Adolescent Obesity and Early-onset Type 2 Diabetes
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RESEARCH DESIGN AND METHODS: A nationwide, population-based study of 1,462,362 adolescents (59% men; mean age 17.4 years) evaluated during 1996-2016. Data were linked to the Israeli National Diabetes Registry. Weight and height were measured at study entry. Cox proportional models were applied.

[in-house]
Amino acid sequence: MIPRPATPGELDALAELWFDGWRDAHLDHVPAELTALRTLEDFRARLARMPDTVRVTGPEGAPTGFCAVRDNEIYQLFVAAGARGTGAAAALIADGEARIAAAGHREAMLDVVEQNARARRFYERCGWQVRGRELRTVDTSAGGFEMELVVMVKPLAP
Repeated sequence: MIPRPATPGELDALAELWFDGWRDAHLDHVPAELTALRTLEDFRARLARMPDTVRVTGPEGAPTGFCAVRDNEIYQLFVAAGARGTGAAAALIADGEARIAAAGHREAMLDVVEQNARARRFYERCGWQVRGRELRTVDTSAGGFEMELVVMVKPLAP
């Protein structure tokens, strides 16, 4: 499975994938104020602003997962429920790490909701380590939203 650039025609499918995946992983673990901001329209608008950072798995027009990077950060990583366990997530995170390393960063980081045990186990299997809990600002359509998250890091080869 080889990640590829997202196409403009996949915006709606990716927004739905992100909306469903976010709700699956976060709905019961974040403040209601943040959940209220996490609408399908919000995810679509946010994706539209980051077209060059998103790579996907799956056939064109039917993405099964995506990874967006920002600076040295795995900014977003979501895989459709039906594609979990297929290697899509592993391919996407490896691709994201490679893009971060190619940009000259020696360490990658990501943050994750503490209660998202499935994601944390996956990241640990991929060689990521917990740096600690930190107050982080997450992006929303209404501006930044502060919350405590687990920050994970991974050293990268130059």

RESULTS: During 15,810,751 person-years, 2,177 people (69% men) developed T2D (mean age at diagnosis, 27 year). There was an interaction between BMI, sex and incident T2D (Pinteraction=0.023). In a model adjusted for socio-demographic variables, the hazard ratios for diabetes diagnosis were 1.7 (1.4-2.0), 2.8 (2.3-3.5), 5.8 (4.9-6.9), 13.4 (11.5-15.7), and 25.8 (21.0-31.6) among men in the 50th-74th, 75th-84th, overweight, mild obesity, and severe obesity groups, respectively; and 2.2 (1.6-2.9), 3.4 (2.5-4.6), 10.6 (8.3-13.6), 21.1 (16.0-27.8), and 44.7 (32.4-61.5), respectively, in women. An inverse graded relationship was observed between baseline BMI and mean age of T2D diagnosis: 27.8 and 25.9 years among men and women with severe obesity, respectively; and 29.5 and 28.5 years among the low-normal BMI (5th-49th percentile; reference), respectively. The projected fractions of adult-onset T2D that were attributed to high BMI (≥85th percentile) at adolescence were 56.9% (53.8%-59.9%) and 61.1% (56.8%–65.2%), in men and women, respectively.CONCLUSIONS: Severe obesity significantly increases the risk for incidence of T2D in early adulthood in both sexes. The rise in adolescent severe obesity is likely to increase diabetes incidence in young adults in coming decades.